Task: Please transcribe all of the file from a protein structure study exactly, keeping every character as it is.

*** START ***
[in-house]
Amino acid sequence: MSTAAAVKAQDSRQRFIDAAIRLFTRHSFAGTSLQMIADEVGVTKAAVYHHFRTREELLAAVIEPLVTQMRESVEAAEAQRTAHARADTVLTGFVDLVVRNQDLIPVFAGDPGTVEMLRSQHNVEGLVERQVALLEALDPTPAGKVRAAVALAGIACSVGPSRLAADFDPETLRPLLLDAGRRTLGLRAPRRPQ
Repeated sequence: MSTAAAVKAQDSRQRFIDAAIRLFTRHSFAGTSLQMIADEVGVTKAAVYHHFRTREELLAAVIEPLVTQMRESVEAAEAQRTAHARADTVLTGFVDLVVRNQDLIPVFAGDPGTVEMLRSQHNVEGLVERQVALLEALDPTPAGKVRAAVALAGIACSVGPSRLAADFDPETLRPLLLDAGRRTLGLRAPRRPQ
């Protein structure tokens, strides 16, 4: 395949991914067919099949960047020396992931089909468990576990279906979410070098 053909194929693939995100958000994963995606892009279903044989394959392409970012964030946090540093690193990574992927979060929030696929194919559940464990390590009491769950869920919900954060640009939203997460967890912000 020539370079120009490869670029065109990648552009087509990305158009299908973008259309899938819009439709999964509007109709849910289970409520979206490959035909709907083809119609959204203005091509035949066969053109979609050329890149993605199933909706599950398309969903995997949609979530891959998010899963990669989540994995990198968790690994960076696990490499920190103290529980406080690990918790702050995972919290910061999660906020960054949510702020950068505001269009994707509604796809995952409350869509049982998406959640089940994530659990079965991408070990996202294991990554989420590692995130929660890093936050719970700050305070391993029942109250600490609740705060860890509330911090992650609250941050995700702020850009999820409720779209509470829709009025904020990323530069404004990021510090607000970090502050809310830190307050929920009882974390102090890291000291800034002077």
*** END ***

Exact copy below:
[in-house]
Amino acid sequence: MSTAAAVKAQDSRQRFIDAAIRLFTRHSFAGTSLQMIADEVGVTKAAVYHHFRTREELLAAVIEPLVTQMRESVEAAEAQRTAHARADTVLTGFVDLVVRNQDLIPVFAGDPGTVEMLRSQHNVEGLVERQVALLEALDPTPAGKVRAAVALAGIACSVGPSRLAADFDPETLRPLLLDAGRRTLGLRAPRRPQ
Repeated sequence: MSTAAAVKAQDSRQRFIDAAIRLFTRHSFAGTSLQMIADEVGVTKAAVYHHFRTREELLAAVIEPLVTQMRESVEAAEAQRTAHARADTVLTGFVDLVVRNQDLIPVFAGDPGTVEMLRSQHNVEGLVERQVALLEALDPTPAGKVRAAVALAGIACSVGPSRLAADFDPETLRPLLLDAGRRTLGLRAPRRPQ
């Protein structure tokens, strides 16, 4: 395949991914067919099949960047020396992931089909468990576990279906979410070098 053909194929693939995100958000994963995606892009279903044989394959392409970012964030946090540093690193990574992927979060929030696929194919559940464990390590009491769950869920919900954060640009939203997460967890912000 020539370079120009490869670029065109990648552009087509990305158009299908973008259309899938819009439709999964509007109709849910289970409520979206490959035909709907083809119609959204203005091509035949066969053109979609050329890149993605199933909706599950398309969903995997949609979530891959998010899963990669989540994995990198968790690994960076696990490499920190103290529980406080690990918790702050995972919290910061999660906020960054949510702020950068505001269009994707509604796809995952409350869509049982998406959640089940994530659990079965991408070990996202294991990554989420590692995130929660890093936050719970700050305070391993029942109250600490609740705060860890509330911090992650609250941050995700702020850009999820409720779209509470829709009025904020990323530069404004990021510090607000970090502050809310830190307050929920009882974390102090890291000291800034002077």